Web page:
Lagos originated at the Lagoon and developed rapidly around its water edges. This caused lots of challenges, but maybe even more opportunities. If we look at it from that perspective the lagoon is Lagos’ safe belt, battery, feeding ground, connection and attraction.
A group of Nigerian and Dutch experts have started to work together on the big themes of Water, Housing, and Mobility and all in relation and connection with the meaning of the Lagoon for an explosive growing city.
During the inception week which took place in Lagos last March it came clear that those three main topics should be part of any project location subject of the Lagos Lab 2015. Sub-themes within this among others are the relation between heritage and the water, spatial economic development in relation to the protection of the lagoon, accommodation of local economies and systems, etc.
The workshops, hosted at the Federal Palace the 22nd and the 23rd of June, were the testing ground for our ideas. Together with local professionals we defined the long term objectives and project and the short term first stage for a feasible and implementable project.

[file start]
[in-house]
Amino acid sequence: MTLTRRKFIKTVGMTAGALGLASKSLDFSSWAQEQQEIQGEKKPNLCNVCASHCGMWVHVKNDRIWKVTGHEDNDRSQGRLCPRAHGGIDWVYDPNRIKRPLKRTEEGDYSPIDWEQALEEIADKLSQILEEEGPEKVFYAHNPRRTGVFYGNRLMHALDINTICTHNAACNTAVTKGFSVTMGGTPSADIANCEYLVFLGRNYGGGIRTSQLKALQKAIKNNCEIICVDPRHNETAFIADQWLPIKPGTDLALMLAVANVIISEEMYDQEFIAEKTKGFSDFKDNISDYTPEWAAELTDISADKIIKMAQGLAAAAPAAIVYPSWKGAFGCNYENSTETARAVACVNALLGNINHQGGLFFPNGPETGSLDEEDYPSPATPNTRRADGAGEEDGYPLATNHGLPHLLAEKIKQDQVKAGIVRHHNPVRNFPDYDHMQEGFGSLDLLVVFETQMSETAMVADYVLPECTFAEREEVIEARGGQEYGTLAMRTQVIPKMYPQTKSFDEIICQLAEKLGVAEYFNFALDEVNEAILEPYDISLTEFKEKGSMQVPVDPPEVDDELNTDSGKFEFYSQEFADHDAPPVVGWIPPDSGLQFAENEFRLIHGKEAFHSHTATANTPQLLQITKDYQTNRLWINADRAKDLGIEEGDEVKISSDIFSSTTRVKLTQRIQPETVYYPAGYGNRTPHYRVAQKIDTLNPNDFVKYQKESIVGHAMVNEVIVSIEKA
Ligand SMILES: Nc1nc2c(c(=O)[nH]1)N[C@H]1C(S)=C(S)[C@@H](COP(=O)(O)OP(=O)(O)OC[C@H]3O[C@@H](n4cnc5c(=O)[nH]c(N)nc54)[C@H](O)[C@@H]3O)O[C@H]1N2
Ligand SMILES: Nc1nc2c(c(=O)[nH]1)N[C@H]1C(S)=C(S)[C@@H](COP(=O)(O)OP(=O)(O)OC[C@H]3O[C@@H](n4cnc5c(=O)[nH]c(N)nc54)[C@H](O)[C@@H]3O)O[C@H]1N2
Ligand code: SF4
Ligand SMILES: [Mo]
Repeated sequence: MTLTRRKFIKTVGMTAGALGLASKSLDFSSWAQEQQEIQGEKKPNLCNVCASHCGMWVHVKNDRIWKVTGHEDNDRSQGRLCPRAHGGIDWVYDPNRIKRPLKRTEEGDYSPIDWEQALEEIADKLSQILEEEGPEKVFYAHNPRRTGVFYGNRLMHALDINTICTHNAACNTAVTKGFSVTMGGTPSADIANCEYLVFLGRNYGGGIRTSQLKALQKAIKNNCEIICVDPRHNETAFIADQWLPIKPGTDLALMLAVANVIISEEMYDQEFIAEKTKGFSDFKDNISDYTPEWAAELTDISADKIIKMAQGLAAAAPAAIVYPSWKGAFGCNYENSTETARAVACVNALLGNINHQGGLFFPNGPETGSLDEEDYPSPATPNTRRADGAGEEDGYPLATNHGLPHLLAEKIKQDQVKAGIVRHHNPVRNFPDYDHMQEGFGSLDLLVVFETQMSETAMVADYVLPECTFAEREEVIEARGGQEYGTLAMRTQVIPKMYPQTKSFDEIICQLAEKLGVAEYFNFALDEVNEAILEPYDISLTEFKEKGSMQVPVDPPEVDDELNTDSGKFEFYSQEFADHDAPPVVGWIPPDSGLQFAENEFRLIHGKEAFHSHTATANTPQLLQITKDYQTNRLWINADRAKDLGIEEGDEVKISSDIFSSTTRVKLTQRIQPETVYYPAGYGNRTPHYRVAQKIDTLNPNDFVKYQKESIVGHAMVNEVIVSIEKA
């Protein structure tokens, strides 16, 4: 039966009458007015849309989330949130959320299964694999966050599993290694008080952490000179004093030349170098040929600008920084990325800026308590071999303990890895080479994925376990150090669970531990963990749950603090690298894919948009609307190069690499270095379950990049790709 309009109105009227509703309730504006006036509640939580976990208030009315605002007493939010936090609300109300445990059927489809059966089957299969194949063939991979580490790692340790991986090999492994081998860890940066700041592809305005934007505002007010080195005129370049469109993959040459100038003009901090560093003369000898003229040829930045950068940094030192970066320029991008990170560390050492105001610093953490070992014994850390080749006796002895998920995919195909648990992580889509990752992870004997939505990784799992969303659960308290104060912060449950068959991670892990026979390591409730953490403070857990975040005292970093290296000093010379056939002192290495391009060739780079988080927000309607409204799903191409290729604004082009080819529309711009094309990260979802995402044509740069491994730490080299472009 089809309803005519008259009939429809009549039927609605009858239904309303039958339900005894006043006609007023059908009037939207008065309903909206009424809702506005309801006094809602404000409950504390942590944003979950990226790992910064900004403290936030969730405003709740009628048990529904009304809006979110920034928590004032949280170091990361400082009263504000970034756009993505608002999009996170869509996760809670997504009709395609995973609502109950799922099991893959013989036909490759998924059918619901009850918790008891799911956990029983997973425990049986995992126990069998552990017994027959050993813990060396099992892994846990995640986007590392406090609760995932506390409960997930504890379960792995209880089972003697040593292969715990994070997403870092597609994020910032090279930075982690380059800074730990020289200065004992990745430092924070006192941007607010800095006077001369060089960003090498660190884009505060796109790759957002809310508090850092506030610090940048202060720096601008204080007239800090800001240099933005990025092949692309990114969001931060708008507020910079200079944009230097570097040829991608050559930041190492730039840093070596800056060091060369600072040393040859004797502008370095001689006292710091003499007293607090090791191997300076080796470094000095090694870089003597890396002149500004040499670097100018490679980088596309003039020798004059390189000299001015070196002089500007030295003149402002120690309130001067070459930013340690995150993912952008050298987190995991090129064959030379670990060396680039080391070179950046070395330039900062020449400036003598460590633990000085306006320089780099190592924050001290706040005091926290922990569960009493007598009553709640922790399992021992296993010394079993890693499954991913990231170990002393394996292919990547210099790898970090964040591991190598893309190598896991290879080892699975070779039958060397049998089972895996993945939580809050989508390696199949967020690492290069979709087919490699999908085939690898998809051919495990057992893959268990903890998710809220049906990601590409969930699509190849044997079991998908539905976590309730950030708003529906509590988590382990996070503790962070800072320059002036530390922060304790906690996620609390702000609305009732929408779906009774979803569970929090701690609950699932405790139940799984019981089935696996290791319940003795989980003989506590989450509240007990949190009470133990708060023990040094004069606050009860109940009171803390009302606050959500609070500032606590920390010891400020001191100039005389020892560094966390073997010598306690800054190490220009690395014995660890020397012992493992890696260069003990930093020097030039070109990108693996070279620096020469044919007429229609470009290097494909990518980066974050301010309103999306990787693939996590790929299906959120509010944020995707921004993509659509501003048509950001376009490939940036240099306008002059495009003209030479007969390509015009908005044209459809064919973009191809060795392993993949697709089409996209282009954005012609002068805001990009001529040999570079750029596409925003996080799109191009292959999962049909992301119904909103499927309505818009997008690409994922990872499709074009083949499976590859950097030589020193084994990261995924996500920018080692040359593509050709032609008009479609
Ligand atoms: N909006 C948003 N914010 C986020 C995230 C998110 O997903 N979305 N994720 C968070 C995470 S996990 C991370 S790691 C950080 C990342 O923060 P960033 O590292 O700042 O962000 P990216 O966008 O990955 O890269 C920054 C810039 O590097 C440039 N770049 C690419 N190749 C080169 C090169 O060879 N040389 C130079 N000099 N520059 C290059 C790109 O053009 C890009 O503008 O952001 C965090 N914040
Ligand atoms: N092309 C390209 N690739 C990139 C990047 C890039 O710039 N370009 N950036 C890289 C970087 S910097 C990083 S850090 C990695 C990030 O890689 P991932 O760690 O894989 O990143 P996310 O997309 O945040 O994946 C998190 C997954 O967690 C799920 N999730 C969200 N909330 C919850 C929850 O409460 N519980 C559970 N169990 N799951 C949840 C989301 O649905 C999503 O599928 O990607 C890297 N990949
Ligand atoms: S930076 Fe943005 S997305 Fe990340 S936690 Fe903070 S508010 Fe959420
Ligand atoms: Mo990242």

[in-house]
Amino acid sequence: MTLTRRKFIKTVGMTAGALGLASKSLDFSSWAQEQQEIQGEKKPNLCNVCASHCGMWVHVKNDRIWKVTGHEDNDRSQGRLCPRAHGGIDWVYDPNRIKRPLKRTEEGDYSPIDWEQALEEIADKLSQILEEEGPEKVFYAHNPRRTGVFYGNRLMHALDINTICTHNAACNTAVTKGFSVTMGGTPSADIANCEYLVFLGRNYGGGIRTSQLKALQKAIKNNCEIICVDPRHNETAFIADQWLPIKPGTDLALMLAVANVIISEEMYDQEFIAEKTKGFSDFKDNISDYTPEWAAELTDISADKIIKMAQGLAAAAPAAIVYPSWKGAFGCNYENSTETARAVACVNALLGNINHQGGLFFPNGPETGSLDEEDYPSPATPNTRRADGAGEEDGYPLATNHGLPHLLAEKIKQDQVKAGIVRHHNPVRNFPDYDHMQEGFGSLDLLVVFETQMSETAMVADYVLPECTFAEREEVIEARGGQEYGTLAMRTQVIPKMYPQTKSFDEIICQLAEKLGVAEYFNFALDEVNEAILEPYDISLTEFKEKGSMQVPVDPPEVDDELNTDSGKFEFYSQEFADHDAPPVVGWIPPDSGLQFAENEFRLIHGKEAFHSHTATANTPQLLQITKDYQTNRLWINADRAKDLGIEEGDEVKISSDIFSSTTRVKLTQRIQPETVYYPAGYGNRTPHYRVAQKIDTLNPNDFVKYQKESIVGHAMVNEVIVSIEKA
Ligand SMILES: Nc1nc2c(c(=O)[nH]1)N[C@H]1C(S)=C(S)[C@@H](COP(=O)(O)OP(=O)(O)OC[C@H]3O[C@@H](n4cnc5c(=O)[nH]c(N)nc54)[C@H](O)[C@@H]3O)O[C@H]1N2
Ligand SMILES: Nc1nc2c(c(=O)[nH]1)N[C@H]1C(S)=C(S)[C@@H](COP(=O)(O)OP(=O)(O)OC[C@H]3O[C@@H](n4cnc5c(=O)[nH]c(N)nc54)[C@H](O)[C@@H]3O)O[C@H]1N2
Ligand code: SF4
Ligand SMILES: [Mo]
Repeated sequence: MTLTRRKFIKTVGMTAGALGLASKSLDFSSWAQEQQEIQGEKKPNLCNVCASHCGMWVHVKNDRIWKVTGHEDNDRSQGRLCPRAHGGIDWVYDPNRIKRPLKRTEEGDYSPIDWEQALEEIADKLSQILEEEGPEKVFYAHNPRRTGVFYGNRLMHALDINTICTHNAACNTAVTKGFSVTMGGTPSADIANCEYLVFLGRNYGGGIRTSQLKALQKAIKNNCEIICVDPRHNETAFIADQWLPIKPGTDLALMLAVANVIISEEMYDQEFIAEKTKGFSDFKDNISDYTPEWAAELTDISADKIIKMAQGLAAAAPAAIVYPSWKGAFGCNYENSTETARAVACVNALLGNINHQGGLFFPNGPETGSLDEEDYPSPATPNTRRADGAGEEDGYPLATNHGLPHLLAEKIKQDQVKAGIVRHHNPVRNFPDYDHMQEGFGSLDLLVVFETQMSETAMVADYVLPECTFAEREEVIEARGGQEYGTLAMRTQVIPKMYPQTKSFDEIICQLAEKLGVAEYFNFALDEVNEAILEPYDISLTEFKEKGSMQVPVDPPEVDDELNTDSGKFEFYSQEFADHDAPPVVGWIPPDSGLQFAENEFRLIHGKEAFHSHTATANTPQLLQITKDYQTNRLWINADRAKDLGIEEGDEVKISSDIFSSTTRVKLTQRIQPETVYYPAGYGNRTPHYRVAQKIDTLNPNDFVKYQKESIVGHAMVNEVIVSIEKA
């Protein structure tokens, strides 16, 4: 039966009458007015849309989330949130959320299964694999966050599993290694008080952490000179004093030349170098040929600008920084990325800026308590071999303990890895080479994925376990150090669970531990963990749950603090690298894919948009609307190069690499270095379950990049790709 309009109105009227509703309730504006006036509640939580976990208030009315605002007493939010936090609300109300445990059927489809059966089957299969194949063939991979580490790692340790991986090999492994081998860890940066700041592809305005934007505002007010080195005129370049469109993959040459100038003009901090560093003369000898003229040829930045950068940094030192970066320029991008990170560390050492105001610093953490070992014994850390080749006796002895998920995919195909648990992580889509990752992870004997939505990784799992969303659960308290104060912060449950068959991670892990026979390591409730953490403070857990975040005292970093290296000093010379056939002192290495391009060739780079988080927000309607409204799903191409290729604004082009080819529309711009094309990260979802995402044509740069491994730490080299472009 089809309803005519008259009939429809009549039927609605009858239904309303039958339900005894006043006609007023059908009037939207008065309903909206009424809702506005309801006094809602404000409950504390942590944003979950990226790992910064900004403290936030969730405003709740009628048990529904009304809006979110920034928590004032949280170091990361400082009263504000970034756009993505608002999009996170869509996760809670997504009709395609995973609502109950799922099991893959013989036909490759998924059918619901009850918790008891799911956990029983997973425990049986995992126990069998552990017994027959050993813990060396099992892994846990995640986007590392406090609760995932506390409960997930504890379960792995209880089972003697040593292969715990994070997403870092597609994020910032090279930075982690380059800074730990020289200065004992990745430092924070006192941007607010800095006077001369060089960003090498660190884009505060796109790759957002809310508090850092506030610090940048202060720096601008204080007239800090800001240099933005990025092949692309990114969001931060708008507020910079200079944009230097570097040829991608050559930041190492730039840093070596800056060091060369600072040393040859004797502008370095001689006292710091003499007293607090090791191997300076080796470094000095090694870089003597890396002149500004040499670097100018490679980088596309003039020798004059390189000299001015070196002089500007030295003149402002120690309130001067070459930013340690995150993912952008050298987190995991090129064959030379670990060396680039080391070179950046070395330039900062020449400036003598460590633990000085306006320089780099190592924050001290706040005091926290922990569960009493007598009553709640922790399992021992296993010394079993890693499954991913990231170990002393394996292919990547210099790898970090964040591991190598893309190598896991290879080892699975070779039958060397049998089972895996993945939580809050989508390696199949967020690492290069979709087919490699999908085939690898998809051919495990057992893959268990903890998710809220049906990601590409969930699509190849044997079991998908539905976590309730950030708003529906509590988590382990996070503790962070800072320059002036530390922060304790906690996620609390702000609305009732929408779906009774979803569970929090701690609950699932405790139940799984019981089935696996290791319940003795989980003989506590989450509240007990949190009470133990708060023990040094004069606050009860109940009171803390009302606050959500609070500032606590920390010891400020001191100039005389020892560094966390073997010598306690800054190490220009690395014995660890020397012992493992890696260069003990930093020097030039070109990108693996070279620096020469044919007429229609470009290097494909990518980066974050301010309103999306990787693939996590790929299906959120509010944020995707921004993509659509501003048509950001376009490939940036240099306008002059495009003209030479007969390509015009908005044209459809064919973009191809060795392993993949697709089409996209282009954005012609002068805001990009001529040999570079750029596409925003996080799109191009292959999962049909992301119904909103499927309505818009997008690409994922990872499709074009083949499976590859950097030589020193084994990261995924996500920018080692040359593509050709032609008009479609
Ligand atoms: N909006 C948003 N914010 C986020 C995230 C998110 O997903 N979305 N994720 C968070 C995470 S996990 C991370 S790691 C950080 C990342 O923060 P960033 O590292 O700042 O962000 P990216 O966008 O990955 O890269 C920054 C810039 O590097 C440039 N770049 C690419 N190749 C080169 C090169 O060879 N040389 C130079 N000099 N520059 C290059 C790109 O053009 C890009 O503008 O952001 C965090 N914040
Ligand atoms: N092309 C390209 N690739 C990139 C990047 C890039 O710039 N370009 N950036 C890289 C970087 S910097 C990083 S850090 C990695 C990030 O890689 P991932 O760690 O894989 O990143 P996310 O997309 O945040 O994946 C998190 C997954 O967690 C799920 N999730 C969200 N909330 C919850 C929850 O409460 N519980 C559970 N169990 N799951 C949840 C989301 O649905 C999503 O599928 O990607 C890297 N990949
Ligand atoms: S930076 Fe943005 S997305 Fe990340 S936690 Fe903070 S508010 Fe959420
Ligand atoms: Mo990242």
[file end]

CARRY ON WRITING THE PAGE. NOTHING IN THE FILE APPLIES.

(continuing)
Coming months the Lagos Lab team will continue to collectively work on first actions to take into first step towards implementation to reach the long term vision of the Lagos Lagoon City: the realization of the Lagos Lagoon Centre pavilion before construction of a ring dike structure.
DASUDA organized a seminar in the morning of Thursday 25th of June at the Federal Palace for sharing the first workshop results and debate with the audience, identify stakeholders, possible shareholders and partners.
Starting point for the seminar was the vision that the Lagoon is the source of Lagos and can become the vibrant heart of a 21st century worldwide renowned metropolis. Visionary perspectives have been presented in a concrete manner with awareness of the current state of the city and with implementation driven tools and approaches.
The seminar was an important step in the Lagos Lab 2015 process towards the final outcome in September/ October.
DASUDA sincerely thanks all workshop participants and seminar attendees.